Railway Accident – "An accident occurred on the railway line yesterday by which a man had all his fingers taken off his left hand, another man had his ankle sprained, a cow was killed and considerable damage was done to several ballast trucks. The engine was entering Moonlight Flat when a cow which had been standing by the line tried to cross and was run over. The engine, tender and one truck passed safely over the obstruction, but the second and third trucks came off the rails, the two coming together with such force that the two fore wheels of one truck came through the bottom of the other. The men on the trucks jumped off and, in doing so, one named Charlton sprained his ankle. A man named John Bartlett was riding on one of the trucks which did not leave the line, and grasping the edge of his truck, had the fingers of his left hand taken off while passing the disabled trucks. The sufferers were cared for by Mr. Gartly, who took them to the hospital, where their injuries were promptly attended to by Dr. Dunn."

From the "Avoca Mail", 20th October, 1876:

"The promise made that the unfortunate man, Bartlett, who was hurt on the railway last week, should have some light employment found for him, has been promptly redeemed. Bartlett is not yet out of the hospital, but we have been informed that his wife was yesterday placed in the care of one of the gates on the line, pending her husband’s recovery. We understand that this really charitable act is due to the thoughtful kindness of Mr. Greene, the Inspecting Engineer, and reflects great credit upon him and also the department for so promptly adopting his recommendation."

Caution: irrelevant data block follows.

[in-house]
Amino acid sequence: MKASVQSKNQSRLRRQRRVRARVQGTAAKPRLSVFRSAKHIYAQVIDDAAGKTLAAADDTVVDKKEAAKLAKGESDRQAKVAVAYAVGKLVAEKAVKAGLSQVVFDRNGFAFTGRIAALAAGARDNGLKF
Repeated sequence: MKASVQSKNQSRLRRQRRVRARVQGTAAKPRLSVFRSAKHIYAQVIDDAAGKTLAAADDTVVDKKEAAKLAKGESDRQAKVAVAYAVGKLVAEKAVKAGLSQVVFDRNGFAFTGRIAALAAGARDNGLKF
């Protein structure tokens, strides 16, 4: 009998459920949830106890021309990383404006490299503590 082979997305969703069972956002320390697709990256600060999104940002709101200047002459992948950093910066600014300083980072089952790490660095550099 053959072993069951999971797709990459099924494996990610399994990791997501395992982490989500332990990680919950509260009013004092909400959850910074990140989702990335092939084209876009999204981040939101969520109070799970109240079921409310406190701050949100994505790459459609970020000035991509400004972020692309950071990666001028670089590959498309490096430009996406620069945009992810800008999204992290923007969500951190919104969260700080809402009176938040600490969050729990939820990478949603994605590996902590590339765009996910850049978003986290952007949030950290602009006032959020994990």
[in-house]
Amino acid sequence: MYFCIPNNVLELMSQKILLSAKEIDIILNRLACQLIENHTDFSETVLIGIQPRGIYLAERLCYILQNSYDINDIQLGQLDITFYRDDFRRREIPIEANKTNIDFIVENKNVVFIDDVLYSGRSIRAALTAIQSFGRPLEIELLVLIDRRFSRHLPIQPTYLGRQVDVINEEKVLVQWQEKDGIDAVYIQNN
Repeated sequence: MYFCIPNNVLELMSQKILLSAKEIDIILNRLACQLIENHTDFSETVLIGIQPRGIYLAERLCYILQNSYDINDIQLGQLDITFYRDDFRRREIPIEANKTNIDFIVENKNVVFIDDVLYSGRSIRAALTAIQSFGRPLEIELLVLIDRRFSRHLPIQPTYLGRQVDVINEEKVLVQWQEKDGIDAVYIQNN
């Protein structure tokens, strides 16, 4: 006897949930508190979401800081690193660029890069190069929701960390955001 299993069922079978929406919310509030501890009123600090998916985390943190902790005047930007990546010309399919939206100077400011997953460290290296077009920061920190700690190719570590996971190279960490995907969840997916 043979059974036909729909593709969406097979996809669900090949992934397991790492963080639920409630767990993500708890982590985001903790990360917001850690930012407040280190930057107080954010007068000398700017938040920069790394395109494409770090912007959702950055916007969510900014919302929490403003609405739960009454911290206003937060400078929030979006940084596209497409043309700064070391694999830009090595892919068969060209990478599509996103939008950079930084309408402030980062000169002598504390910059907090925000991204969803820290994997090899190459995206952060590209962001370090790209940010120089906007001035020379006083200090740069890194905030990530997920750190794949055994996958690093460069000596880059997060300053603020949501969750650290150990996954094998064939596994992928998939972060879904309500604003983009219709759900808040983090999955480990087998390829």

From the "Avoca Mail", 17th May, 1878:

Missing Child – "The neighbourhood of Lamplough has been thrown into a state of alarm by the loss of a child named James Watson, only four years old. The little fellow strayed from his home about ten o’clock yesterday morning, and although every effort has been made to trace him, recovery had not been reported last evening. The reservoir was dragged by the police, and school children scoured the bush, and ten search parties went out in as many different directions, but without finding any traces of the child. We hear that Constable Shanklin has gone out to Lamplough this morning, and if the little wanderer has not been found since he left at a late hour last night, an extended search will be made today. As may be imagined, the parents are almost distracted by the uncertainty of the child’s fate, and the knowledge of the sufferings he has endured if living, through hunger and exposed to the severe frost of last night. (Just as we were going to press this afternoon, a report reached us that the boy had been found this morning near Amphitheatre.)"

From the "Avoca Mail",19th February, 1878: